It is easy to dwell on what is strange and exotic about these bowls, but it is more helpful to notice what is familiar about them. Across the centuries, Bathashabba and her family speak to us of their anxiety for Mahlafta’s health and their prayers for her speedy cure. They seem no different from any family sitting round a child’s bed in a modern paediatric ward or an accident and emergency department. Just like any parents then or now, they appear to have sought the best professional assistance—someone with obvious expertise whom they implicitly trust to aid their daughter’s recovery. One imagines them sitting patiently in the scribe’s office and watching as he paints the words of the spell in neat concentric circles around the inside of the bowl. Quite possibly they have been to the scribe before, or they know of other local people he has helped to cure. Perhaps they understand fully the words that he is writing, but perhaps they do not.
The scribe might be aware of that. Maybe he has added in a few more names of obscure gods or demons to impress them, or to justify his fees. But possibly the family has pressed him to include some of their favourite deities in the spell and he has agreed to do so out of kindness—even though he has some professional reservations about the correctness or efficacy of doing so. Is it fanciful to imagine that he has compromised his own certainties, in order to pay respect to the family’s own folk beliefs? If so, he knows that trust, suggestion and a sense of choice may be just as important as the right treatment in helping the patient to get better. Let us hope, anyway, that Mahlafta was fully restored to health and that Bathashabba, her husband and the rest of the family saw her grow into a happy adulthood.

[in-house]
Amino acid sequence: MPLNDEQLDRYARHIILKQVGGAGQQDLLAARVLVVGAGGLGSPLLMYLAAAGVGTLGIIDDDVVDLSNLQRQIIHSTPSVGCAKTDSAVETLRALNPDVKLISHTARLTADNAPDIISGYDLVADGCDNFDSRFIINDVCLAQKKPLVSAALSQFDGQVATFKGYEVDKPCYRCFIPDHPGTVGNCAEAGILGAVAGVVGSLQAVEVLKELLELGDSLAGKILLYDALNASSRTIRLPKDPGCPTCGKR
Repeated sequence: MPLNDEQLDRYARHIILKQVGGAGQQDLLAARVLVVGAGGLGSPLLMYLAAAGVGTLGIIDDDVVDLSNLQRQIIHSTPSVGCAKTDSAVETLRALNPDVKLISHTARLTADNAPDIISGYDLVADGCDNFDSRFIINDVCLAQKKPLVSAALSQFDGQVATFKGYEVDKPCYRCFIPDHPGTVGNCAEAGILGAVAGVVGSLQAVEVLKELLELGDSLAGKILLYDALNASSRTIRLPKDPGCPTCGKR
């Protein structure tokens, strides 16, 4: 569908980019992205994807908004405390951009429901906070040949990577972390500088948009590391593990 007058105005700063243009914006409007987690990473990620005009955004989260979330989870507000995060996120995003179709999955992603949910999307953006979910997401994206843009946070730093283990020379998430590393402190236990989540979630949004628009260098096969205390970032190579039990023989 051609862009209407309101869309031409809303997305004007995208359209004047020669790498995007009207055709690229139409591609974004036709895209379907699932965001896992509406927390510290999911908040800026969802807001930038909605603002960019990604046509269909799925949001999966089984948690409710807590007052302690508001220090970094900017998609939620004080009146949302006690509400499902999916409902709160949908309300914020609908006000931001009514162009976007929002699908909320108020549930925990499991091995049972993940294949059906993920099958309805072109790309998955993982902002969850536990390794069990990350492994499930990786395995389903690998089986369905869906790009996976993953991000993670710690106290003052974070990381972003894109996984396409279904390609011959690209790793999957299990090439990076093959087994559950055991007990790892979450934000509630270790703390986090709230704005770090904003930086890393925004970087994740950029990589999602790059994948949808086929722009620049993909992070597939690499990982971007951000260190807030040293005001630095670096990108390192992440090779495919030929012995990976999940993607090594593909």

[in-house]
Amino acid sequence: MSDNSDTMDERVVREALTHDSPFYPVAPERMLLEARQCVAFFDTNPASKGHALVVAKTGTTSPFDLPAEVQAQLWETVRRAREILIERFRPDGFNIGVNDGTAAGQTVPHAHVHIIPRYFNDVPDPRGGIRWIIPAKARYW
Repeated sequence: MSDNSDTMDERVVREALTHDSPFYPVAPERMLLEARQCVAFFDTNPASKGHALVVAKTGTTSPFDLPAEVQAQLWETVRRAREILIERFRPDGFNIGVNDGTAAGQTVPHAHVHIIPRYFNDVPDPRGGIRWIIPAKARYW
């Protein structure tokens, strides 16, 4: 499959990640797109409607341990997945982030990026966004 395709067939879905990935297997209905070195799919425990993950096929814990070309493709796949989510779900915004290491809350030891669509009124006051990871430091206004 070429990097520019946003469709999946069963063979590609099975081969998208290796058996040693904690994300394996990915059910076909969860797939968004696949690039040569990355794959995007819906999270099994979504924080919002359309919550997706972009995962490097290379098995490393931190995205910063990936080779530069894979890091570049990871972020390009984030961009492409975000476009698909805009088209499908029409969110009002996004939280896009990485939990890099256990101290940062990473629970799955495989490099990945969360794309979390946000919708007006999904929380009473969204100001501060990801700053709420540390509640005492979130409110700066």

THE POWER OF WRITING
The bowls invite us to perform another act of imagination as well. What will it be like if some of the prescription pads from our own era survive as these bowls have done, and visitors observe them in a museum in another 1000 years or so? However odd we find the idea, the English language and perhaps our alphabet itself might well be unfamiliar by then. No doubt a learned catalogue entry will explain our quaint 21st century notions of swallowing pills with special powers against “biotics”, or ones designed to lower tension that is “hyper”—but, historically speaking, it is highly unlikely that such constructions of illness and of treatment will have any meaningful correspondence with the way that these future visitors make sense of their own world.
No civilisation or system of medicine has ever endured for ever, and it would be a delusion to think that ours might be an exception. Yet museum visitors of the future will almost certainly recognise in the prescription pads some of the timeless and unchanging features of medicine that the bowls also demonstrate: the central role of the expert, the trust placed in us by families, the ritualistic aspects of the consultation, and the magic power of writing something down for the patient to take away. The incantation bowls, and their mode of action, may not be quite as remote from modern medicine as we think.
Competing interests: None declared.